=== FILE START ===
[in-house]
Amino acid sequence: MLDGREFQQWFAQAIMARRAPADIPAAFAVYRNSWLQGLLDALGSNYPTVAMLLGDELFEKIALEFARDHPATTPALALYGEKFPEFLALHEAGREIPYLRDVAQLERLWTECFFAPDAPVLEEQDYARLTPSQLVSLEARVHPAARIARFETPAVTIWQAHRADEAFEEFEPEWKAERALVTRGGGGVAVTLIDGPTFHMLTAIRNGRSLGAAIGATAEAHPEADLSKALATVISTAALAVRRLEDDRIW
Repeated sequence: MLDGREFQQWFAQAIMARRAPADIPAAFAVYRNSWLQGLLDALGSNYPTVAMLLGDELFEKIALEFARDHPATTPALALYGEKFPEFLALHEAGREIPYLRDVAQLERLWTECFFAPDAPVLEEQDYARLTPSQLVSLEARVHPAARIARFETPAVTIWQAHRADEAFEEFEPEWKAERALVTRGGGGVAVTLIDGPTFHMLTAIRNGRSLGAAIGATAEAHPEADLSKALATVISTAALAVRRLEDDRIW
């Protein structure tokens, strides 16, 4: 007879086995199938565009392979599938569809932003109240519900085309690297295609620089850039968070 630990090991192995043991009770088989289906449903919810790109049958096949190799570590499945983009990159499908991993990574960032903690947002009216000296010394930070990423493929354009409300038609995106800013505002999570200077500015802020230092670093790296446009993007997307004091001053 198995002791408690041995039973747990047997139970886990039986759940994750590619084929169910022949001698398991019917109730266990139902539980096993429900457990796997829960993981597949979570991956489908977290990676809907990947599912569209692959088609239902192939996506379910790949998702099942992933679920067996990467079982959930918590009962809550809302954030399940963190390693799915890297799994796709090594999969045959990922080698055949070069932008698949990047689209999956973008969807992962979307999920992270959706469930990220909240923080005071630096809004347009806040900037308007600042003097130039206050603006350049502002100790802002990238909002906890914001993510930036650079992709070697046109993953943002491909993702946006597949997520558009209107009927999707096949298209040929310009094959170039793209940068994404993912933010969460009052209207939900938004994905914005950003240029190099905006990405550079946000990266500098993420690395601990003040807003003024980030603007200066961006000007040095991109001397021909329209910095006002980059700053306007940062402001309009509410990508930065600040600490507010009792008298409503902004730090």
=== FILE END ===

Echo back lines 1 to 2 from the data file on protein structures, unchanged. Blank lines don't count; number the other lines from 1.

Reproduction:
[in-house]
Amino acid sequence: MLDGREFQQWFAQAIMARRAPADIPAAFAVYRNSWLQGLLDALGSNYPTVAMLLGDELFEKIALEFARDHPATTPALALYGEKFPEFLALHEAGREIPYLRDVAQLERLWTECFFAPDAPVLEEQDYARLTPSQLVSLEARVHPAARIARFETPAVTIWQAHRADEAFEEFEPEWKAERALVTRGGGGVAVTLIDGPTFHMLTAIRNGRSLGAAIGATAEAHPEADLSKALATVISTAALAVRRLEDDRIW